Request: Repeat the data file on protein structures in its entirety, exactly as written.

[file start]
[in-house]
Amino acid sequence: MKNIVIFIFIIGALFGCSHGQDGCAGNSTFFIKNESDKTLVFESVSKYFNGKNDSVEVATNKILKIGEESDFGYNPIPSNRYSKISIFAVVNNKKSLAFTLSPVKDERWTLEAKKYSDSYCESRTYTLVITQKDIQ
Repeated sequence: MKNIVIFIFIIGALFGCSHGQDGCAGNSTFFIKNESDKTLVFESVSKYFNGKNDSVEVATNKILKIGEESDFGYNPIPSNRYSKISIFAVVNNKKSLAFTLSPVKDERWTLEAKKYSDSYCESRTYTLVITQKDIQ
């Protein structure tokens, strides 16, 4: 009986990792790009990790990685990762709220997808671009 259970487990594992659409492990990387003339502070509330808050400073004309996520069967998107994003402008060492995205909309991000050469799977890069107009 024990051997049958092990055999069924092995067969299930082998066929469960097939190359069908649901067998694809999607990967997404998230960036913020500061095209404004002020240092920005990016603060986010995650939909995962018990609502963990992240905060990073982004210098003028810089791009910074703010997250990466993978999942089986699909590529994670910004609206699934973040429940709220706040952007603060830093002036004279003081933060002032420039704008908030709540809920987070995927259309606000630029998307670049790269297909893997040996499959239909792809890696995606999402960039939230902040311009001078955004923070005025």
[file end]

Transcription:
[in-house]
Amino acid sequence: MKNIVIFIFIIGALFGCSHGQDGCAGNSTFFIKNESDKTLVFESVSKYFNGKNDSVEVATNKILKIGEESDFGYNPIPSNRYSKISIFAVVNNKKSLAFTLSPVKDERWTLEAKKYSDSYCESRTYTLVITQKDIQ
Repeated sequence: MKNIVIFIFIIGALFGCSHGQDGCAGNSTFFIKNESDKTLVFESVSKYFNGKNDSVEVATNKILKIGEESDFGYNPIPSNRYSKISIFAVVNNKKSLAFTLSPVKDERWTLEAKKYSDSYCESRTYTLVITQKDIQ
């Protein structure tokens, strides 16, 4: 009986990792790009990790990685990762709220997808671009 259970487990594992659409492990990387003339502070509330808050400073004309996520069967998107994003402008060492995205909309991000050469799977890069107009 024990051997049958092990055999069924092995067969299930082998066929469960097939190359069908649901067998694809999607990967997404998230960036913020500061095209404004002020240092920005990016603060986010995650939909995962018990609502963990992240905060990073982004210098003028810089791009910074703010997250990466993978999942089986699909590529994670910004609206699934973040429940709220706040952007603060830093002036004279003081933060002032420039704008908030709540809920987070995927259309606000630029998307670049790269297909893997040996499959239909792809890696995606999402960039939230902040311009001078955004923070005025």